There is a concern not just for tonight but for the next several nights in Austin that temperatures will drop to dangerously low levels, threatening not just outdoor plants but fruit trees as well. Homeowners should be concerned for outdoor plants and should either cover or bring inside any tender vegetation. While some of the more hardy plants should fare fine (pansies, cold crop veggies), many others will not and all precautions should be taken.
Fruit trees and potted plants are affected
Fruit trees and plants that are in full bloom, where the fruit is not fully form and the bud has fully flowered, are in the most vulnerable stage in the bud to flower to fruit process. Container grown plants are particularly susceptible to frosts because their roots are also unprotected. If you are unable to move your container plants indoor or under cover remember to wrap the pot in burlap or bubble wrap.
Irrigate depending on conditions
Watering may seem counter intuitive on a freezing night, but it actually will save and protect plants and trees. As water turns to ice, it releases heat in the process. This release of heat helps to keep plants surface right near the freezing mark. Do not wash frost off plants the morning after a freeze. This raises the temperature too quickly and damages the plant’s cell tissues. Wait until the ice thaws, then assess the plant damage. Hire a certified arborist to remove large or heavy broken branches from trees.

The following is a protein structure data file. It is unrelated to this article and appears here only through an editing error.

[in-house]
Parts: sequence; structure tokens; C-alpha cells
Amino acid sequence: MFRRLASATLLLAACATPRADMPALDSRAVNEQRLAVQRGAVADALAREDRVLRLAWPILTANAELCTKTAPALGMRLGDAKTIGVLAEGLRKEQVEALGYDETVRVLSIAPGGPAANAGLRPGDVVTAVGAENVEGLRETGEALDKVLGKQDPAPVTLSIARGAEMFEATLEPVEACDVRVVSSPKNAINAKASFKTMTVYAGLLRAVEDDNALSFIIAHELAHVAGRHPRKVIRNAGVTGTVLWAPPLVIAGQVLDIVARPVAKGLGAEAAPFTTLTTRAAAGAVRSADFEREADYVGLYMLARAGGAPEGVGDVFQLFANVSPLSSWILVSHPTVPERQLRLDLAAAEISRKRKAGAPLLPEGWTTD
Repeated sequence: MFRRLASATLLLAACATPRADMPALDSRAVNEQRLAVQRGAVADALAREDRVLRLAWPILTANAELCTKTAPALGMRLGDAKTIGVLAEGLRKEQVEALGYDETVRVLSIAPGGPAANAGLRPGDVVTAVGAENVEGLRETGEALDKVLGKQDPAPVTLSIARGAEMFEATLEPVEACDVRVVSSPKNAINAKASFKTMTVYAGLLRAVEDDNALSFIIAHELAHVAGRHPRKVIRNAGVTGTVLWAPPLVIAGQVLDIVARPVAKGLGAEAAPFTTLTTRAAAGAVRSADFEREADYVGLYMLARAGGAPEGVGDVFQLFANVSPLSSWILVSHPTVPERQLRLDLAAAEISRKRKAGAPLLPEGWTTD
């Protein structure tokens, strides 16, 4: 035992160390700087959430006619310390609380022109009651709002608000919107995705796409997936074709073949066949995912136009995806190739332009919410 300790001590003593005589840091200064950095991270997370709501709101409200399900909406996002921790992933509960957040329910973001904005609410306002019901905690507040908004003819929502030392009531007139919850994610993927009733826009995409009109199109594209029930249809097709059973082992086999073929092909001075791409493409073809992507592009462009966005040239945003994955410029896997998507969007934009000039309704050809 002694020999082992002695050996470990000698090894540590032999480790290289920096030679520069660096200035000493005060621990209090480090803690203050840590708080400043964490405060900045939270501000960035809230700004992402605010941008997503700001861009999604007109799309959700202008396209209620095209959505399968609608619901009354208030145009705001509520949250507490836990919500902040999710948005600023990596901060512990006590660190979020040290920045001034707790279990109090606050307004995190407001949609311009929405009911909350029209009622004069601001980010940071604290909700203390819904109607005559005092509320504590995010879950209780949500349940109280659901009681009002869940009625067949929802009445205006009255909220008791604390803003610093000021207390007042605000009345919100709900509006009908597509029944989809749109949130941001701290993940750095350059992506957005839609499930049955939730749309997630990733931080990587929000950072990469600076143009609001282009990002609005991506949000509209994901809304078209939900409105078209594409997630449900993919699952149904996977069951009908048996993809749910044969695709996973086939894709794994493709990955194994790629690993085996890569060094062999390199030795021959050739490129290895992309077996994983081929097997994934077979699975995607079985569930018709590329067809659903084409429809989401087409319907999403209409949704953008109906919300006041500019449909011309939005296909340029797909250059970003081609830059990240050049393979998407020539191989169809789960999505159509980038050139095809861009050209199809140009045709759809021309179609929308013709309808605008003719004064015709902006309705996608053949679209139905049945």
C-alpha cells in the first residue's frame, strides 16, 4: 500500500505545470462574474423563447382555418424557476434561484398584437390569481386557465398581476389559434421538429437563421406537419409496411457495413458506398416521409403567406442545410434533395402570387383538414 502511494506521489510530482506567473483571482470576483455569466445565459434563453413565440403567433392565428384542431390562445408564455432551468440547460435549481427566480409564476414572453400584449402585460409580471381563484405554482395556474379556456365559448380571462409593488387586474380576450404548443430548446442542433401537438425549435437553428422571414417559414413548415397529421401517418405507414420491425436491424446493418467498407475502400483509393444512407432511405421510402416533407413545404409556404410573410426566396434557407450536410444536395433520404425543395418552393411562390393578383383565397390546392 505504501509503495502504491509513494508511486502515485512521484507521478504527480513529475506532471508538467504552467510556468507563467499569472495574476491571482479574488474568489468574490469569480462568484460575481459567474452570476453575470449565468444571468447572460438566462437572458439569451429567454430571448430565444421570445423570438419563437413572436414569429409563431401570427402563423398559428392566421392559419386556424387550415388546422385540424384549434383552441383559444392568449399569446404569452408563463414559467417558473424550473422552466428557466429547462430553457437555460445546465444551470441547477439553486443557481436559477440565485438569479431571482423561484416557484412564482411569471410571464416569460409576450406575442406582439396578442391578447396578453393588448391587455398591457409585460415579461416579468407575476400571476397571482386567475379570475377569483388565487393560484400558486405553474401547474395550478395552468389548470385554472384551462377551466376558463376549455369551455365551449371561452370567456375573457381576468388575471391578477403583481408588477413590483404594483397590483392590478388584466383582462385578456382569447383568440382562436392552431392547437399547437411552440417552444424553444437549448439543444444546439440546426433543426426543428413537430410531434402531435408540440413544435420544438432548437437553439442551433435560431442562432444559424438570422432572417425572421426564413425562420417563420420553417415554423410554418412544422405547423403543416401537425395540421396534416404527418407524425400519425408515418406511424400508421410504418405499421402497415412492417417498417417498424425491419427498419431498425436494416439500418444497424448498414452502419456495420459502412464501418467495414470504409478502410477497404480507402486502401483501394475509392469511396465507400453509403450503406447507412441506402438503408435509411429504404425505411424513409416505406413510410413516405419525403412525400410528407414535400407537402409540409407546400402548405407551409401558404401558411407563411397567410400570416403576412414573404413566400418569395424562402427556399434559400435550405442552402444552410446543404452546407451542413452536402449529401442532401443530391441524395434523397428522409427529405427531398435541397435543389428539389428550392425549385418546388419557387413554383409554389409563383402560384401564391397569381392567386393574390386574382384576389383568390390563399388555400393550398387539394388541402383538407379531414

Put a layer of mulch
Spread two to three inches of shredded bark, leaves or straw around plants and trees to help the soil maintain a warm temperature. The moisture helps heat rise from the soil on chilly nights and warms the plants. Mulching plants is a great way to protect hardy plants and help control weeds at the same time.
Drop old shower curtains, tarp, or unfolded newspapers over plants if an unexpected light frost catches you unprepared. Protect young sprouts in the vegetable garden by laying lightweight fleece over the top of plants before nightfall. Young leaves touching the fleece may sustain slight damage if the fabric freezes but row covers are effective against frost. You can run a sprinkler over tender plants all night when frost is predicted.
To protect plants from frost, you must take a proactive approach to keep devastation from occurring. There are also things you can do before the threat of frost to help your plants survive, such as fertilizing them in the last spring. This provides the plants with the nutrients that they will need through winter. Contact your local lawn care professionals at Emerald Lawns Austin at (512) 990-2199, or contact us online for information.
By Emerald Lawns|2022-08-26T13:20:11-06:00December 10th, 2012|Winter|Comments Off on How to Protect Outdoor Plants from Frost